We've Got Hollywood Covered

Michael Jackson’s Brothers, Nephew Rip HBO’s ‘Leaving Neverland’ Doc in New Interview (Video)

Marlon, Jackie, Tito and Taj Jackson say filmmaker Dan Reed never even reached out to their family for comment

Michael Jackson’s brothers and his nephew Taj assembled on “CBS This Morning” on Wednesday to tell anchor Gayle King exactly what they think of HBO’s “Leaving Neverland” documentary. By now, readers probably know that the film has not been received favorably by the Jacksons.

The Jackson Family again trashed Dan Reed’s upcoming doc, saying that the filmmaker never reached out to them for their side of the story. They also believe that former M.J. collaborators Wade Robson and James Safechuck, who now accuse the late King of Pop of sexually abusing them, are liars and opportunists.

“If Neverland was so horrifying for him, why would you keep going back?” Michael’s brother Marlon asked about Robson.

Both Robson and Safechuck previously said under oath that Michael Jackson never molested them. Since Michael’s passing, both have changed their stories.

The Jackson Family have a theory as to why.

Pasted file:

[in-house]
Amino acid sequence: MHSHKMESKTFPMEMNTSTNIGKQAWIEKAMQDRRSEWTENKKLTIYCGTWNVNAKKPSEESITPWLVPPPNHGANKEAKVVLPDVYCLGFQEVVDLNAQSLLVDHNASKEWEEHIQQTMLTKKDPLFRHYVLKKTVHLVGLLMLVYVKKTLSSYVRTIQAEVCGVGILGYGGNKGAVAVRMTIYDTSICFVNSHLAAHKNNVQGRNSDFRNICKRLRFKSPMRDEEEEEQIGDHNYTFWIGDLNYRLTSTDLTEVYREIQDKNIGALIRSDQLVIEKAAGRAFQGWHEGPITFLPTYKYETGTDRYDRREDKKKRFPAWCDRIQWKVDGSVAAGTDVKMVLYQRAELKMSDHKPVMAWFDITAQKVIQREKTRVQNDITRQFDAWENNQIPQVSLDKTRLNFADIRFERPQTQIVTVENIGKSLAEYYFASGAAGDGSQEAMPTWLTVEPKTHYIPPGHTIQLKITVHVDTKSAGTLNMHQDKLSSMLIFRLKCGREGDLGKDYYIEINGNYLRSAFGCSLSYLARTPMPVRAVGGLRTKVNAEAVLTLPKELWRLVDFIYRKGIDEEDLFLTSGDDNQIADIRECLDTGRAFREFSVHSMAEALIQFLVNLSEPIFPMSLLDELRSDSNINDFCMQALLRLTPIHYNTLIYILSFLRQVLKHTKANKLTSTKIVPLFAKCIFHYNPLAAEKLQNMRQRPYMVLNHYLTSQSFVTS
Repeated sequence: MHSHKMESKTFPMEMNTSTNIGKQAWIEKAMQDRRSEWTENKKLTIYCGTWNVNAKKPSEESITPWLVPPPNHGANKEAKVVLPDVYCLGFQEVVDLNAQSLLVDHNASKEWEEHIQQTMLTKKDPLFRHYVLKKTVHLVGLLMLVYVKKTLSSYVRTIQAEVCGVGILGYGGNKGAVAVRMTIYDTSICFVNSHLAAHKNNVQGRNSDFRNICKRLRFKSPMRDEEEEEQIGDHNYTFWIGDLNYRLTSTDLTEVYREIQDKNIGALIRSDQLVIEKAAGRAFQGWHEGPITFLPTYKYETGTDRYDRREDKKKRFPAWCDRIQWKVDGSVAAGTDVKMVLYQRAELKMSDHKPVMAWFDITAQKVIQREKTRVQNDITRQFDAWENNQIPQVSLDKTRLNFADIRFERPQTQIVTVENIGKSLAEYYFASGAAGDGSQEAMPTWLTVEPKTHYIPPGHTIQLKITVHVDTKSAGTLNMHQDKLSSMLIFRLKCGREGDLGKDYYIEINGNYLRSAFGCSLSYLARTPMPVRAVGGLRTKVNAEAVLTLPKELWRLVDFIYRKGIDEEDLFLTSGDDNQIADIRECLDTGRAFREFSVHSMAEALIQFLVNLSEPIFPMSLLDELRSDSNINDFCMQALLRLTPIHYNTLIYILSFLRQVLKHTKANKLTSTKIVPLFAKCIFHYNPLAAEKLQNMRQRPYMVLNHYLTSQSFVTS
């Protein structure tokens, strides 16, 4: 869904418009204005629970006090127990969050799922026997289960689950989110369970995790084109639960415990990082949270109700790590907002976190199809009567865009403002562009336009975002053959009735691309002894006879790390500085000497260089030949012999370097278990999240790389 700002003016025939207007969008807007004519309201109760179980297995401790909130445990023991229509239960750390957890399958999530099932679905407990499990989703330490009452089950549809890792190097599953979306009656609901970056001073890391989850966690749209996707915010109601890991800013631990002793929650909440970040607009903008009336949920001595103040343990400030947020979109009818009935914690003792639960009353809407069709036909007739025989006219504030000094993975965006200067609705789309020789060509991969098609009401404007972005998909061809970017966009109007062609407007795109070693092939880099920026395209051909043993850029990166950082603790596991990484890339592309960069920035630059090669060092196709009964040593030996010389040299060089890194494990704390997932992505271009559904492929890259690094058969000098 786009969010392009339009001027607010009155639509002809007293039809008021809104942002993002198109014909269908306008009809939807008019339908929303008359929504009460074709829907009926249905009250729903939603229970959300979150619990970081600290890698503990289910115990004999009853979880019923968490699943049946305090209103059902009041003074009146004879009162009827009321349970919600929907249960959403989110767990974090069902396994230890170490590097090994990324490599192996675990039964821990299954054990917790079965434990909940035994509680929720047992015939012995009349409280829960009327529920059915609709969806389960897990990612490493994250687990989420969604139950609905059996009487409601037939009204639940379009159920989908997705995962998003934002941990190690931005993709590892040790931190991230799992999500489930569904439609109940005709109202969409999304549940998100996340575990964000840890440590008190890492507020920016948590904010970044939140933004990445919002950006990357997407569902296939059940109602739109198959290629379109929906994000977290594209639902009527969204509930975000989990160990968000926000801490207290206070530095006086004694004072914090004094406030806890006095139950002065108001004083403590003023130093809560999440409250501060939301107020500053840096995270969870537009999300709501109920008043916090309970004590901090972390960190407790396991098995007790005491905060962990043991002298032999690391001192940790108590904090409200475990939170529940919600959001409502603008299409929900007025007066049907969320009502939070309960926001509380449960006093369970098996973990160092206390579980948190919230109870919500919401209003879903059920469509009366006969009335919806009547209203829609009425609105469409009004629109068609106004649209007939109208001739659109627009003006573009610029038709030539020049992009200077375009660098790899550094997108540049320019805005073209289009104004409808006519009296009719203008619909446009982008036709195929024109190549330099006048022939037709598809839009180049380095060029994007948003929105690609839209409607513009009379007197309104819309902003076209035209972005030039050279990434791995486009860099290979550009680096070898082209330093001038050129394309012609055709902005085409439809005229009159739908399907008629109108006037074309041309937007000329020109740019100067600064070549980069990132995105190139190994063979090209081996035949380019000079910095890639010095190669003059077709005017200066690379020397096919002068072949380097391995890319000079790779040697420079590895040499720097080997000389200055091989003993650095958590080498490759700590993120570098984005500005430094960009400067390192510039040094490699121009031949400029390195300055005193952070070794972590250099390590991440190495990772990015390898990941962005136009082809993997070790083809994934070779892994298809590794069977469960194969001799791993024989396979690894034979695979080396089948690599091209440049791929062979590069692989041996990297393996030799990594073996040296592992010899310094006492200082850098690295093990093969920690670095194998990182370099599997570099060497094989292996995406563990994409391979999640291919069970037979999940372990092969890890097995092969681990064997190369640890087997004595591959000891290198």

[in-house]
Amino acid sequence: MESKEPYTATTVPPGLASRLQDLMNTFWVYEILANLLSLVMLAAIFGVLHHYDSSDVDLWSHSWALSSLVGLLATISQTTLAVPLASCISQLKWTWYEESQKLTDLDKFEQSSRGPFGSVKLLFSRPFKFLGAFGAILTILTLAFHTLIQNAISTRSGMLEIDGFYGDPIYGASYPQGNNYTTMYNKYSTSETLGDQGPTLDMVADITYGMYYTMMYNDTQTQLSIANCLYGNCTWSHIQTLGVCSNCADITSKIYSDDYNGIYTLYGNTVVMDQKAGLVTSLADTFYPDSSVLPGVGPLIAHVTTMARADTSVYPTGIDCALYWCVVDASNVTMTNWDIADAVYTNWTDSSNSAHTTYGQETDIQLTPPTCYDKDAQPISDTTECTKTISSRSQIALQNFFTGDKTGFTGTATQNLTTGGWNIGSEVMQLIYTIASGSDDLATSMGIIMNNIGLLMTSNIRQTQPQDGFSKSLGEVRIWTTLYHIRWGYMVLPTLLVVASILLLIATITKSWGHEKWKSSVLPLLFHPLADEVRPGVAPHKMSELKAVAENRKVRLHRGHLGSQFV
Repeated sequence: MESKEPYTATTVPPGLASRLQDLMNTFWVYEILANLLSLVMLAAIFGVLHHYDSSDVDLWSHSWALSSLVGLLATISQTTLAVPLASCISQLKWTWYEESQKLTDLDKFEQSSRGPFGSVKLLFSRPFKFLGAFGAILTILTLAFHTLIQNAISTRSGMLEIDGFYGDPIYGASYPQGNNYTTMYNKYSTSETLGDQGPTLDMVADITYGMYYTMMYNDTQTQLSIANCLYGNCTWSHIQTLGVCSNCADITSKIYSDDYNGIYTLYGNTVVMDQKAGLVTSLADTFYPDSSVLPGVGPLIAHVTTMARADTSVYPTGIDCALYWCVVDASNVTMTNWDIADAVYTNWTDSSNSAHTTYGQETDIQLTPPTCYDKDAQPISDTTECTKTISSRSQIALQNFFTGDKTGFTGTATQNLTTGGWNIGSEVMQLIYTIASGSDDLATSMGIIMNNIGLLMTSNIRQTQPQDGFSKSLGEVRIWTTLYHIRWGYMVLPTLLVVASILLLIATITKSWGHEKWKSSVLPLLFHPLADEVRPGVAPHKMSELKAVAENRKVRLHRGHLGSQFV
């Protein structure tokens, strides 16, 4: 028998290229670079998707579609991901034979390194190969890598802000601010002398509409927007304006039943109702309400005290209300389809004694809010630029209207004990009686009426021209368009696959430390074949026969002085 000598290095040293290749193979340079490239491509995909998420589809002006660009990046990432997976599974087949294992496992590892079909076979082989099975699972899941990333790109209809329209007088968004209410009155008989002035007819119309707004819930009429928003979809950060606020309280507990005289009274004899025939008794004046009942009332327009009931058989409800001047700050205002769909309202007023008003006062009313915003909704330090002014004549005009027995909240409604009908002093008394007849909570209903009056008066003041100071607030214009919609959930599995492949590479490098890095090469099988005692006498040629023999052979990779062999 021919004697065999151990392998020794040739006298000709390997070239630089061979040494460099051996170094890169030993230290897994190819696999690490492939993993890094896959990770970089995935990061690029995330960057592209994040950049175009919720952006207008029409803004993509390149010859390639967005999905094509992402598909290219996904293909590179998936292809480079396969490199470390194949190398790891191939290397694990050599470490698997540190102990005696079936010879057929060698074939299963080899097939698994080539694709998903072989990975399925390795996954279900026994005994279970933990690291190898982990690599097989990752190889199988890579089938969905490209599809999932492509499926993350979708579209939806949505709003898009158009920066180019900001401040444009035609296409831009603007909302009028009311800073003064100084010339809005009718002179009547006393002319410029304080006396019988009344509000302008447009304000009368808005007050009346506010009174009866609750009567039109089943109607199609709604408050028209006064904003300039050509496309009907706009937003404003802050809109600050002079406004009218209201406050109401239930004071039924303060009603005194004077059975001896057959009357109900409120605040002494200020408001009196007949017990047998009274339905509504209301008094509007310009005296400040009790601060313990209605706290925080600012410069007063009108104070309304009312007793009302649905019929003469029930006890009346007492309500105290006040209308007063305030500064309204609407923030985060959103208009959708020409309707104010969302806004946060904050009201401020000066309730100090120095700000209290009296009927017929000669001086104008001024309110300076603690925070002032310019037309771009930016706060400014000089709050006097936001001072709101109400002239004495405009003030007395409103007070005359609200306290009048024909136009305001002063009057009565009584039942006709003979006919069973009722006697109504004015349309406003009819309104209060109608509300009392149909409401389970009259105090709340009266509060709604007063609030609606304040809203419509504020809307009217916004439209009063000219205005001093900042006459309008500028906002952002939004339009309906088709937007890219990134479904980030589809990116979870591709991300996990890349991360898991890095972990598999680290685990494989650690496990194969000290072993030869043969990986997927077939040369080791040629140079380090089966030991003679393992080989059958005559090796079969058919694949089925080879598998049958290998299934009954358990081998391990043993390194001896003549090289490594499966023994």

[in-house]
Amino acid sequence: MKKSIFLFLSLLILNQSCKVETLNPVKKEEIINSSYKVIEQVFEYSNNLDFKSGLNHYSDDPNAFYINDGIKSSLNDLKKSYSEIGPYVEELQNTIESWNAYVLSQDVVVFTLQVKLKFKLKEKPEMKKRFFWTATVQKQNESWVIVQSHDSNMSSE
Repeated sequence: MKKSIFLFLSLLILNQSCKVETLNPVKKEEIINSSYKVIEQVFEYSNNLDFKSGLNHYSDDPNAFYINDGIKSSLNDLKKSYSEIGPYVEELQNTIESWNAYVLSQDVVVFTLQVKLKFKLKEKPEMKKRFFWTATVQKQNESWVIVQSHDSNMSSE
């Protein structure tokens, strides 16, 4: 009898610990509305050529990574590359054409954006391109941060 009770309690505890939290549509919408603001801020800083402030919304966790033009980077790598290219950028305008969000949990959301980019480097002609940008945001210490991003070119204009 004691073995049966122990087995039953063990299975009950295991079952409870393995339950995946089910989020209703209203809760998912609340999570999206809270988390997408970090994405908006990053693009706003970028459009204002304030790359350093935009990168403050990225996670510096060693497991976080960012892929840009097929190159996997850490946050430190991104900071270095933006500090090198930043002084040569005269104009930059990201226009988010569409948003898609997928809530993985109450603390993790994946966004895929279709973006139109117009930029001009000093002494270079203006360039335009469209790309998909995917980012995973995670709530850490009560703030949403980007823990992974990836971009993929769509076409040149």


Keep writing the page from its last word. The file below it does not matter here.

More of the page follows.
“It’s always been about money,” Michael’s nephew Taj said. “It’s almost like they see a blank check.”

“This documentary is not telling the truth,” Marlon said. “There has been not one piece of evidence that corroborates their story, and they’re not interested in that.”

Watch the video above.

Reps for the film did not immediately respond to requests for comment on this story. Reed told TheWrap in Sundance that the reason he didn’t reach out to the Jacksons is because they were “concentrated” on “hearing the story of these two individuals,” meaning Robson and Safechuck, and added, “This isn’t a film about Michael.”

Our Steve Pond mentioned the potential backlash from those who believe Robson and Safechuck are now accusing Michael Jackson of sexual abuse for “personal gain.”

“The central thing that I want to say is watch the movie, because the movie addresses all of that,” Reed responded.

“It does seem contradictory […] that a man would say one thing in 2005 and something completely different in 2017,” he acknowledged. “That’s the beauty of having a broad canvas to be able to tell a story which encompasses two decades […] And I think that by the end of it you really do understand why Wade was compelled — because he loved Michael — to support him on the witness stand and that why, subsequently, he could no longer reconcile himself with not speaking the truth.”

“Leaving Neverland,” which debuted at Sundance, premieres this weekend on HBO.